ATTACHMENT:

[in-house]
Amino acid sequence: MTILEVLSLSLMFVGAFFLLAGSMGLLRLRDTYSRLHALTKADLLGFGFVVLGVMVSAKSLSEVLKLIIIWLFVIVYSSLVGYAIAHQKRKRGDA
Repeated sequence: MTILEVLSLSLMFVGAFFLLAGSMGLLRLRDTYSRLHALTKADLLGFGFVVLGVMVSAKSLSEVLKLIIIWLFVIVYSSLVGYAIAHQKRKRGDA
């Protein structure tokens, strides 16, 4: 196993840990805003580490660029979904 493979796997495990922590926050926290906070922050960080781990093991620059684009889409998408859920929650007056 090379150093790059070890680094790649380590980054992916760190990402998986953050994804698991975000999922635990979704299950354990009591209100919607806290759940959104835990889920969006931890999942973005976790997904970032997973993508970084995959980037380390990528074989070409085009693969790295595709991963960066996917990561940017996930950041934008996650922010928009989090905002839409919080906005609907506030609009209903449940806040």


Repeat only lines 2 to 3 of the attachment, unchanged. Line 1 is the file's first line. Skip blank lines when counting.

Amino acid sequence: MTILEVLSLSLMFVGAFFLLAGSMGLLRLRDTYSRLHALTKADLLGFGFVVLGVMVSAKSLSEVLKLIIIWLFVIVYSSLVGYAIAHQKRKRGDA
Repeated sequence: MTILEVLSLSLMFVGAFFLLAGSMGLLRLRDTYSRLHALTKADLLGFGFVVLGVMVSAKSLSEVLKLIIIWLFVIVYSSLVGYAIAHQKRKRGDA